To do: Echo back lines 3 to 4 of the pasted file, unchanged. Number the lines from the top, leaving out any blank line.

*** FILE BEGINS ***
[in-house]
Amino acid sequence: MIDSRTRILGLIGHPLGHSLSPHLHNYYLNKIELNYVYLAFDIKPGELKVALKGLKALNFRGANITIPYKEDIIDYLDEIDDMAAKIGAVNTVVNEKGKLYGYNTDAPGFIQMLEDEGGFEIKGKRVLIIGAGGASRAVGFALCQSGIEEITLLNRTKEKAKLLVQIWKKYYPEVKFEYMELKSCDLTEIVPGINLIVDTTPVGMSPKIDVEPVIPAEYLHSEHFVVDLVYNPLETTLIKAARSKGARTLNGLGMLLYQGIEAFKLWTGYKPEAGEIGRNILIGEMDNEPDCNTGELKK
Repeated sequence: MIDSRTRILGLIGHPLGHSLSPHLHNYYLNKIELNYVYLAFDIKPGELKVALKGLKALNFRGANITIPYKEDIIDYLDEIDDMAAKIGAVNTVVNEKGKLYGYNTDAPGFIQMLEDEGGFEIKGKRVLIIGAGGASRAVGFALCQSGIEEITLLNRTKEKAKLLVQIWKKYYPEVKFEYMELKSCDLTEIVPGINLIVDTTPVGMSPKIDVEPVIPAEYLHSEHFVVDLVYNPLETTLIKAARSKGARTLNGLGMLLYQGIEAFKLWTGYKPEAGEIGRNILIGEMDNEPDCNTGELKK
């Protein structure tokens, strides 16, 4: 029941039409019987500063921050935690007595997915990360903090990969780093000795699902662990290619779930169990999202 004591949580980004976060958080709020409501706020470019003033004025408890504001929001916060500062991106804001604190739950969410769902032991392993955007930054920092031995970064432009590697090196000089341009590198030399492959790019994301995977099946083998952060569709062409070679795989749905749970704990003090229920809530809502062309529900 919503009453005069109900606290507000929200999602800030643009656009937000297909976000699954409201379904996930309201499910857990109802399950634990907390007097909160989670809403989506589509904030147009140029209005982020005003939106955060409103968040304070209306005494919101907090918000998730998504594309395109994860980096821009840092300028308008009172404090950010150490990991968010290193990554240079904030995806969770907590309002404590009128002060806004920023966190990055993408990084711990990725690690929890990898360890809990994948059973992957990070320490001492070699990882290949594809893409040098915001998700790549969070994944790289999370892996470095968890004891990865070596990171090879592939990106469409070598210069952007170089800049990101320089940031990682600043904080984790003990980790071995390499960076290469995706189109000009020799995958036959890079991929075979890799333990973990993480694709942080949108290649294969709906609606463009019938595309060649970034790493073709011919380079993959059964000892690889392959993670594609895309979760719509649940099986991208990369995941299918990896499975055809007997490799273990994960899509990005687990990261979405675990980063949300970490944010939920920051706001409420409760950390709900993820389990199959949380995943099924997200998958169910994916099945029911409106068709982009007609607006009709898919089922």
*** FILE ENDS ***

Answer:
Repeated sequence: MIDSRTRILGLIGHPLGHSLSPHLHNYYLNKIELNYVYLAFDIKPGELKVALKGLKALNFRGANITIPYKEDIIDYLDEIDDMAAKIGAVNTVVNEKGKLYGYNTDAPGFIQMLEDEGGFEIKGKRVLIIGAGGASRAVGFALCQSGIEEITLLNRTKEKAKLLVQIWKKYYPEVKFEYMELKSCDLTEIVPGINLIVDTTPVGMSPKIDVEPVIPAEYLHSEHFVVDLVYNPLETTLIKAARSKGARTLNGLGMLLYQGIEAFKLWTGYKPEAGEIGRNILIGEMDNEPDCNTGELKK
């Protein structure tokens, strides 16, 4: 029941039409019987500063921050935690007595997915990360903090990969780093000795699902662990290619779930169990999202 004591949580980004976060958080709020409501706020470019003033004025408890504001929001916060500062991106804001604190739950969410769902032991392993955007930054920092031995970064432009590697090196000089341009590198030399492959790019994301995977099946083998952060569709062409070679795989749905749970704990003090229920809530809502062309529900 919503009453005069109900606290507000929200999602800030643009656009937000297909976000699954409201379904996930309201499910857990109802399950634990907390007097909160989670809403989506589509904030147009140029209005982020005003939106955060409103968040304070209306005494919101907090918000998730998504594309395109994860980096821009840092300028308008009172404090950010150490990991968010290193990554240079904030995806969770907590309002404590009128002060806004920023966190990055993408990084711990990725690690929890990898360890809990994948059973992957990070320490001492070699990882290949594809893409040098915001998700790549969070994944790289999370892996470095968890004891990865070596990171090879592939990106469409070598210069952007170089800049990101320089940031990682600043904080984790003990980790071995390499960076290469995706189109000009020799995958036959890079991929075979890799333990973990993480694709942080949108290649294969709906609606463009019938595309060649970034790493073709011919380079993959059964000892690889392959993670594609895309979760719509649940099986991208990369995941299918990896499975055809007997490799273990994960899509990005687990990261979405675990980063949300970490944010939920920051706001409420409760950390709900993820389990199959949380995943099924997200998958169910994916099945029911409106068709982009007609607006009709898919089922």